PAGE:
For all Unity developers and developers-to-be, both beginners and professionals!
Here I demonstrate how to create delegates, events and singletons to work in conjunction. This tutorial is written for Unity3D, However, similar code can be used for any C# or .NET application.
Posted by vicestudios on Dec 10th, 2012
Intermediate Client Side Coding.
Why would I want to know this?
As a young self-taught programmer, I often found myself writing tons and tons of boolean statements to determine if some event or action has happened. I listen to those events through Coroutines and other methods to return values. If you find yourself doing this as well, STOP IT!
Welcome to Events…
Lately, I’ve been trying to improve on my C# programming skills and found myself lacking knowledge of the basic understand for Events. So, while looking through numerous tutorials on MSDN and other blogs, I found most tutorials to be over complicated and lush with convoluted code not pertinent to the core concept. I don’t want this to happen to you!
With that said I will try to explain the basics of Events and how they are used in a project…
If you don’t know what a Singleton is, you probably should. A Singleton is a script that cannot be an Instanced or ‘Duplicated’. It is, well… Single.
I recommend using Singletons for things that do not need to be copied multiple times during a game. Such as an Inventory System. Typically, the player only needs one Inventory, so we don’t want to call Instances of it, we only want one. And when we call it, we want to make sure it doesn’t get duplicated.
There are many ways to create Singletons, but this method is often used because it’s simple…
Here, I have a class ‘Clicker’ that is attached to my Camera. This class handles all clicks that I send into 3D Space with a Raycast.
To access my ‘DoSomething’ method from another script, I simply call…
This eliminates the need to use a bunch of Static Method and Variable calls, plus gives us one instance only!
Delegate and Event?
A Delegate can be thought of as a reference pointer to an object/method. When it gets called, it notifies all methods that reference the delegate.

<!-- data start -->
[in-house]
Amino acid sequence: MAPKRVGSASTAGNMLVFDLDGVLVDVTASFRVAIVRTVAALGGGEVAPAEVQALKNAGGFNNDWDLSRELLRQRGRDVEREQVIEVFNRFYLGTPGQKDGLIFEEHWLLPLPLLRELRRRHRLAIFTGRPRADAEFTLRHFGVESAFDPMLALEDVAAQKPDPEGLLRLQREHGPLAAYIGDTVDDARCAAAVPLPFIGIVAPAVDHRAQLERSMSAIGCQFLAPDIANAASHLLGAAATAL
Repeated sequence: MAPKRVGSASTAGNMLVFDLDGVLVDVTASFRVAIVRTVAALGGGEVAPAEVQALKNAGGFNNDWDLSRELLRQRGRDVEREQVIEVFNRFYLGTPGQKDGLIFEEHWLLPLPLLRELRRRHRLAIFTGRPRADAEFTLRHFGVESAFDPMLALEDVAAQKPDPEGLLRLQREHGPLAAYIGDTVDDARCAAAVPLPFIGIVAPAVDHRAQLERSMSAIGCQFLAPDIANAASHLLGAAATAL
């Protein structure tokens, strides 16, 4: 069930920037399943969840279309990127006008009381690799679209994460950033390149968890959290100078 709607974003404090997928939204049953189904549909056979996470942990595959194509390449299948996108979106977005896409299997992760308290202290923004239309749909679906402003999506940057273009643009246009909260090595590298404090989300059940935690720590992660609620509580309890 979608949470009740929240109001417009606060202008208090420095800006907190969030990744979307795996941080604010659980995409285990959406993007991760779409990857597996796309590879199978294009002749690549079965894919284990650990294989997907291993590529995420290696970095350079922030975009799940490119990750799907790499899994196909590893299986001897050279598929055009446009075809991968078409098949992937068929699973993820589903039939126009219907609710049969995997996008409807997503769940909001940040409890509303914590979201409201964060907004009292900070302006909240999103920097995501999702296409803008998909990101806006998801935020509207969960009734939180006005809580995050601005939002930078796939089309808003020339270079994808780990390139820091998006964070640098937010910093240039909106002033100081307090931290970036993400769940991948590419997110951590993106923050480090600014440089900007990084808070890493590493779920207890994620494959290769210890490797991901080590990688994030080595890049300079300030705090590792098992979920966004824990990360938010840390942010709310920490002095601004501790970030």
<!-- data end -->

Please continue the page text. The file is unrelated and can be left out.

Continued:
So, first things first…
Define a Delegate and the method that gets called when it fires…
The delgate called ‘OnClickEvent’ passes a ‘GameObject’ that we can use to define what game object it came from. Then, we defined an ‘event’ OnClick that gets called when the delegate is called.
Now, in the same script, we need to call the delegate and pass it our GameObject. I’ve done this through a Raycast…
As you can see, if the Ray has contact an Object in the scene and we Left-Mouse-Click, we call the event and pass the GameObject.
The last thing we must do is reference the delegate from our other scripts that are listening to the call. For this I’ve created a class called ‘GoldPile’.
In our Awake() method, we’ve defined our listening Event and assigned a local method that gets called ‘OnClick’. ‘OnClick’ does not need to be the same as our delegate method, but it can be.
Note: In our previous post we added a Singleton to our Clicker class. This allows us to use Clicker.Instance
As you can see, we’ve also created the OnClick() method that passes our GameObject we clicked on.
Note: You must use if (g == gameObject), otherwise it will hide other instances of that method in the scene as well… This is why we pass the GameObject for reference!
Now you are free to add this method to any other script in your game if needed. Don’t forget to define the method and delegate in your Awake().
You can download the complete project for your reference HERE. Enjoy! :)